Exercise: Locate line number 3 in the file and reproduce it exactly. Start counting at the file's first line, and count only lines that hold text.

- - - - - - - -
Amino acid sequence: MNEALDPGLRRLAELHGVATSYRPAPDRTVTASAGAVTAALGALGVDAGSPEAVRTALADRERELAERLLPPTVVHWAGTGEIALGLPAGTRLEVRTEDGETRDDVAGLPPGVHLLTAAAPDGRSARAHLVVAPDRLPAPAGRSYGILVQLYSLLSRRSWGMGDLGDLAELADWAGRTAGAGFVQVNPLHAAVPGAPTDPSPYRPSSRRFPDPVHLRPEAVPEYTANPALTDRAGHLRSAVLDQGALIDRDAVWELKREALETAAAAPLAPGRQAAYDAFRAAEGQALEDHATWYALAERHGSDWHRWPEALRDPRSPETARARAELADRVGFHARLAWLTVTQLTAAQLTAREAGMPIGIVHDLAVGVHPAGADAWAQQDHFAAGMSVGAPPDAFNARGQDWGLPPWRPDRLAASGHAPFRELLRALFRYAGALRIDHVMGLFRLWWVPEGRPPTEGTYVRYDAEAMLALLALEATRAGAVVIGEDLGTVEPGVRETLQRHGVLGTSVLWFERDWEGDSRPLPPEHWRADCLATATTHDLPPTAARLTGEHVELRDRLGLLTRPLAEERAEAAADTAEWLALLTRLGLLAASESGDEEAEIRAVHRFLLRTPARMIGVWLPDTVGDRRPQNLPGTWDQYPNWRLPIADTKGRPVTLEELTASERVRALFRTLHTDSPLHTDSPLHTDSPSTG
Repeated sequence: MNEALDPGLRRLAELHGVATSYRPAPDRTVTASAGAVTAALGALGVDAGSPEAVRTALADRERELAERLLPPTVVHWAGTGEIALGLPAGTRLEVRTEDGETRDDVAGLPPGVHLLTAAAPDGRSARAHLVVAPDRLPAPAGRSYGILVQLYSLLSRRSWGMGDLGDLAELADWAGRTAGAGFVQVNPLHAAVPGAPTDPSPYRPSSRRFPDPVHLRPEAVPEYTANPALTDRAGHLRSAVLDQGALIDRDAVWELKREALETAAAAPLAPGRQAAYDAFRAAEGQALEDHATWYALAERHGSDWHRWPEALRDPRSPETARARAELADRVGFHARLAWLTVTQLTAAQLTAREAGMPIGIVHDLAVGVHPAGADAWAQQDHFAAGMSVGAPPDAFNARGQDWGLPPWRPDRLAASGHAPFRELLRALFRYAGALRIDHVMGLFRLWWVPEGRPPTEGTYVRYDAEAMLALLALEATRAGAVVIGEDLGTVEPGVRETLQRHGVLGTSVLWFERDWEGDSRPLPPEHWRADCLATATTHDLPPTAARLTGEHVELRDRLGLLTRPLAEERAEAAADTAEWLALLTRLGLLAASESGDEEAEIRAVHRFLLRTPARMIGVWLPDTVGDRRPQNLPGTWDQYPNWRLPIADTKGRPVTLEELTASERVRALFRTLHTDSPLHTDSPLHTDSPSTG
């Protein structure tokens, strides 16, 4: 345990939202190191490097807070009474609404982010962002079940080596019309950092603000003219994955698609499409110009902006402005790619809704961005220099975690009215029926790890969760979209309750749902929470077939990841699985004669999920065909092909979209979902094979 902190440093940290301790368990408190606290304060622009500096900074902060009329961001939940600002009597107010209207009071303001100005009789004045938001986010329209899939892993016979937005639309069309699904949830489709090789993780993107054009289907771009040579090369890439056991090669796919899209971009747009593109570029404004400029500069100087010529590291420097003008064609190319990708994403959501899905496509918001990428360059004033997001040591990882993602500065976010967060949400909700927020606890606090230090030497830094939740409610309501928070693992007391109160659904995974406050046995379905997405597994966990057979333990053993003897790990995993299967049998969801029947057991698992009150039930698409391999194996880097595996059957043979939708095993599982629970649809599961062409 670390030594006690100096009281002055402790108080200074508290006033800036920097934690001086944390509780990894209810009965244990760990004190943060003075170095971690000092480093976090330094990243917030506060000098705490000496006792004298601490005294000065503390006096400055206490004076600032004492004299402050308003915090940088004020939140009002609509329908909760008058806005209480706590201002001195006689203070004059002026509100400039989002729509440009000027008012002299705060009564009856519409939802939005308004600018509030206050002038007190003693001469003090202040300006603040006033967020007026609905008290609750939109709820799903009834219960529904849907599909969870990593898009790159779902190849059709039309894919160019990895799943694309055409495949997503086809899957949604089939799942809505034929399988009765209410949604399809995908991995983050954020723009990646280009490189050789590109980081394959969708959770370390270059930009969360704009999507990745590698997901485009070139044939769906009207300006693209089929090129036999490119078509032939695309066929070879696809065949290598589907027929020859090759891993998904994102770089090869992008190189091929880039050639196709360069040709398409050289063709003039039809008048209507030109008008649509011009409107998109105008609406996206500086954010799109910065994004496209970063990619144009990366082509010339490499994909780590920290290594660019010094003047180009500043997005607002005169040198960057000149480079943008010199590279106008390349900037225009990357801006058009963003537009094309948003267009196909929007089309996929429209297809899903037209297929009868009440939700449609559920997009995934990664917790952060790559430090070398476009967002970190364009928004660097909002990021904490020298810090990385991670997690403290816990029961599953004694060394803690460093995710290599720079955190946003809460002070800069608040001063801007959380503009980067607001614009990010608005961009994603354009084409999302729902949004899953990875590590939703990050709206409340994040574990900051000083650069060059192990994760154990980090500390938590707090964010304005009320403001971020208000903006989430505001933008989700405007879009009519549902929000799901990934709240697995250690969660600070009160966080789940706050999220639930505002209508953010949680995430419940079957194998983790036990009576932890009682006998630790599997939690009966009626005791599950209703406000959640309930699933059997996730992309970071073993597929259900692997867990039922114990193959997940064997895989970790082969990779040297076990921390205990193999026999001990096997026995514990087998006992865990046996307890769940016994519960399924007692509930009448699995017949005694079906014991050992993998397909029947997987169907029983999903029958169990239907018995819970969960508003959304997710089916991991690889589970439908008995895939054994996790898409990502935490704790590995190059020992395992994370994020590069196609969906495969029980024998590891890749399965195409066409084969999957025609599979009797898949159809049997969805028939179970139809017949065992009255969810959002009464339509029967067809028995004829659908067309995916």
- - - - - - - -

């Protein structure tokens, strides 16, 4: 345990939202190191490097807070009474609404982010962002079940080596019309950092603000003219994955698609499409110009902006402005790619809704961005220099975690009215029926790890969760979209309750749902929470077939990841699985004669999920065909092909979209979902094979 902190440093940290301790368990408190606290304060622009500096900074902060009329961001939940600002009597107010209207009071303001100005009789004045938001986010329209899939892993016979937005639309069309699904949830489709090789993780993107054009289907771009040579090369890439056991090669796919899209971009747009593109570029404004400029500069100087010529590291420097003008064609190319990708994403959501899905496509918001990428360059004033997001040591990882993602500065976010967060949400909700927020606890606090230090030497830094939740409610309501928070693992007391109160659904995974406050046995379905997405597994966990057979333990053993003897790990995993299967049998969801029947057991698992009150039930698409391999194996880097595996059957043979939708095993599982629970649809599961062409 670390030594006690100096009281002055402790108080200074508290006033800036920097934690001086944390509780990894209810009965244990760990004190943060003075170095971690000092480093976090330094990243917030506060000098705490000496006792004298601490005294000065503390006096400055206490004076600032004492004299402050308003915090940088004020939140009002609509329908909760008058806005209480706590201002001195006689203070004059002026509100400039989002729509440009000027008012002299705060009564009856519409939802939005308004600018509030206050002038007190003693001469003090202040300006603040006033967020007026609905008290609750939109709820799903009834219960529904849907599909969870990593898009790159779902190849059709039309894919160019990895799943694309055409495949997503086809899957949604089939799942809505034929399988009765209410949604399809995908991995983050954020723009990646280009490189050789590109980081394959969708959770370390270059930009969360704009999507990745590698997901485009070139044939769906009207300006693209089929090129036999490119078509032939695309066929070879696809065949290598589907027929020859090759891993998904994102770089090869992008190189091929880039050639196709360069040709398409050289063709003039039809008048209507030109008008649509011009409107998109105008609406996206500086954010799109910065994004496209970063990619144009990366082509010339490499994909780590920290290594660019010094003047180009500043997005607002005169040198960057000149480079943008010199590279106008390349900037225009990357801006058009963003537009094309948003267009196909929007089309996929429209297809899903037209297929009868009440939700449609559920997009995934990664917790952060790559430090070398476009967002970190364009928004660097909002990021904490020298810090990385991670997690403290816990029961599953004694060394803690460093995710290599720079955190946003809460002070800069608040001063801007959380503009980067607001614009990010608005961009994603354009084409999302729902949004899953990875590590939703990050709206409340994040574990900051000083650069060059192990994760154990980090500390938590707090964010304005009320403001971020208000903006989430505001933008989700405007879009009519549902929000799901990934709240697995250690969660600070009160966080789940706050999220639930505002209508953010949680995430419940079957194998983790036990009576932890009682006998630790599997939690009966009626005791599950209703406000959640309930699933059997996730992309970071073993597929259900692997867990039922114990193959997940064997895989970790082969990779040297076990921390205990193999026999001990096997026995514990087998006992865990046996307890769940016994519960399924007692509930009448699995017949005694079906014991050992993998397909029947997987169907029983999903029958169990239907018995819970969960508003959304997710089916991991690889589970439908008995895939054994996790898409990502935490704790590995190059020992395992994370994020590069196609969906495969029980024998590891890749399965195409066409084969999957025609599979009797898949159809049997969805028939179970139809017949065992009255969810959002009464339509029967067809028995004829659908067309995916």